reviews, better major care, better outcomes than three years ago, five


years ago, ten years ago. So we should be fair, it is doing a good


job, it is still a world leader in many respects. Beyond that, we have


to keep innovating. We have a proposal, sustainability and


transformation partnerships, which will actually improve delivery on


the ground. Labour are opposing it, even though they supported it six


months ago. But that sort of reform will deliver better outcomes again.


They are improving but they will improve even further. Rebecca, come


back to your question. You are missing the point that just putting


money into something is not the solution. Much of the money is


wasted because we have not got enough nurses, midwives, and the


money is being wasted on agency staff, who get paid approximately


three times the wage. APPLAUSE


And that is what I mean about inefficiency in the NHS.


It is not run like a business. Rebecca Long Bailey, you say you are


putting money into the NHS but it is not run like a business and the


money will be wasted, Rebecca says. There has been a narrative put out


about the NHS for some time in terms of inefficiency and wastage. There


can always be changes made to make systems more efficient, but it seems


it has come out of Jeremy Hunt's playbook. Remember, he co-authored a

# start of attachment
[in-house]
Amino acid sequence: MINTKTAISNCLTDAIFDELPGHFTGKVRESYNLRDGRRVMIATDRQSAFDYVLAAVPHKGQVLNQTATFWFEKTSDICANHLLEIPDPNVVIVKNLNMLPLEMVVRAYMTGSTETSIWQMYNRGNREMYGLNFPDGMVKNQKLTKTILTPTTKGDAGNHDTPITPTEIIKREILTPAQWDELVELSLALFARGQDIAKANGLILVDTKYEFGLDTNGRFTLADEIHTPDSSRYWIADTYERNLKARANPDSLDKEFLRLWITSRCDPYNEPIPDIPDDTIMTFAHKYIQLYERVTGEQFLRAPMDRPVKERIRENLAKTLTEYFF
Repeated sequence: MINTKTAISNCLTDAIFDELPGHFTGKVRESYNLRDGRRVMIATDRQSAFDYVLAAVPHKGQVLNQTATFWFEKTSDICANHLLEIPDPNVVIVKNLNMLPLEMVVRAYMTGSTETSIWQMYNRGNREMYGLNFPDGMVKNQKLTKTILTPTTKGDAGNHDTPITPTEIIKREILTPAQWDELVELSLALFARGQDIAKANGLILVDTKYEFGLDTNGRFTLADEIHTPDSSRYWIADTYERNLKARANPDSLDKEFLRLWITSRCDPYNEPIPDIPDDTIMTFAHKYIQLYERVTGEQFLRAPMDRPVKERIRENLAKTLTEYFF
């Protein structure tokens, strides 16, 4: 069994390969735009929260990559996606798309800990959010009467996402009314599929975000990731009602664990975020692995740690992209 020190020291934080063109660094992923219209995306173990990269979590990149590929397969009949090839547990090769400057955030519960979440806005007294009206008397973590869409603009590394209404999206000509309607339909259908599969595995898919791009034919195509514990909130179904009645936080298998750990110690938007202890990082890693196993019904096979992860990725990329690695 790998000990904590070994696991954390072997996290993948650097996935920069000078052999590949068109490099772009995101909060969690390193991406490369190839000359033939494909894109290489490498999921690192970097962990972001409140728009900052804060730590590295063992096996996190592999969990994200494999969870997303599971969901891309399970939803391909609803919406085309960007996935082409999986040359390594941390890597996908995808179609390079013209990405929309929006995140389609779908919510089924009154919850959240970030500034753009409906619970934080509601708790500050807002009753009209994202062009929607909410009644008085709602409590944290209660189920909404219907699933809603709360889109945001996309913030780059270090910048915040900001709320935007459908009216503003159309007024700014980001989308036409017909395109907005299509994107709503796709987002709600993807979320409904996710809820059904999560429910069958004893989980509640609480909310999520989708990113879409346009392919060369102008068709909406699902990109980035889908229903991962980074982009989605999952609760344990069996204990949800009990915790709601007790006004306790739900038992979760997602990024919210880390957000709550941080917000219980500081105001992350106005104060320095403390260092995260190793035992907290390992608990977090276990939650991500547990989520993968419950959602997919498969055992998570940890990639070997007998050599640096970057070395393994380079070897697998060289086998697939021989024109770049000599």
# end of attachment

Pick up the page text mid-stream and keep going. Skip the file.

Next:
book calling for the privatisation of the NHS, so we know where the


rhetoric is coming from and what is. The picture of the child lying on


two plastic chairs in an A corridor haunts me and many in the


audience, I'm sure, because that is the extent of the NHS crisis. We


have over 1 million vulnerable people who cannot look after


themselves because of cuts to social care. The crisis was of this


government was Mac making. They were setting it up for privatisation.


They orchestrated a top-down reorganisation which cost ?3 billion


and did not have a positive outcome. Can you point to any privatisation?


They cut ?600 million from mental health and 4.6 billion from social


care. They are driving it into the sea. Can you point to any? The rate


of use of non-NHS health care was much higher, the growth rate was


much higher under Tony Blair's Labour than it has been under the


Conservative coalition governments. So how can you point to this as


supposedly some sort of privatisation initiative? There no


facts behind your argument. I would read Jeremy Hunt's book if you have


not looked at it. It is a race to was an American -based insurance